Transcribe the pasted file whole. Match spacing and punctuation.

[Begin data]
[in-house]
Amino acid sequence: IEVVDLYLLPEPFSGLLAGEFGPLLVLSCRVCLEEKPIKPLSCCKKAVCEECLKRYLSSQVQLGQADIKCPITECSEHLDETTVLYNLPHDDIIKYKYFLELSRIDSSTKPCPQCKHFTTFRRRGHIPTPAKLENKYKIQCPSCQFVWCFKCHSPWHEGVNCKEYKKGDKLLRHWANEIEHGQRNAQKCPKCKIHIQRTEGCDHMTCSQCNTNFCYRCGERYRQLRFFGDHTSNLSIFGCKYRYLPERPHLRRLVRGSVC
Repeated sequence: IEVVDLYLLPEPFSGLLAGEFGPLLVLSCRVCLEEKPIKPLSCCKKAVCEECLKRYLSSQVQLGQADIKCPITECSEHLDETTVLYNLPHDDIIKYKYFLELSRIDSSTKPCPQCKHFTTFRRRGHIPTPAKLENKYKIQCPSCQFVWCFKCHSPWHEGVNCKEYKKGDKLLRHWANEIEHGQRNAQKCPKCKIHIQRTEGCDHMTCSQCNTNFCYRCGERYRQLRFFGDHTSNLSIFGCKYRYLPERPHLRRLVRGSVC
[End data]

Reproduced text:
[in-house]
Amino acid sequence: IEVVDLYLLPEPFSGLLAGEFGPLLVLSCRVCLEEKPIKPLSCCKKAVCEECLKRYLSSQVQLGQADIKCPITECSEHLDETTVLYNLPHDDIIKYKYFLELSRIDSSTKPCPQCKHFTTFRRRGHIPTPAKLENKYKIQCPSCQFVWCFKCHSPWHEGVNCKEYKKGDKLLRHWANEIEHGQRNAQKCPKCKIHIQRTEGCDHMTCSQCNTNFCYRCGERYRQLRFFGDHTSNLSIFGCKYRYLPERPHLRRLVRGSVC
Repeated sequence: IEVVDLYLLPEPFSGLLAGEFGPLLVLSCRVCLEEKPIKPLSCCKKAVCEECLKRYLSSQVQLGQADIKCPITECSEHLDETTVLYNLPHDDIIKYKYFLELSRIDSSTKPCPQCKHFTTFRRRGHIPTPAKLENKYKIQCPSCQFVWCFKCHSPWHEGVNCKEYKKGDKLLRHWANEIEHGQRNAQKCPKCKIHIQRTEGCDHMTCSQCNTNFCYRCGERYRQLRFFGDHTSNLSIFGCKYRYLPERPHLRRLVRGSVC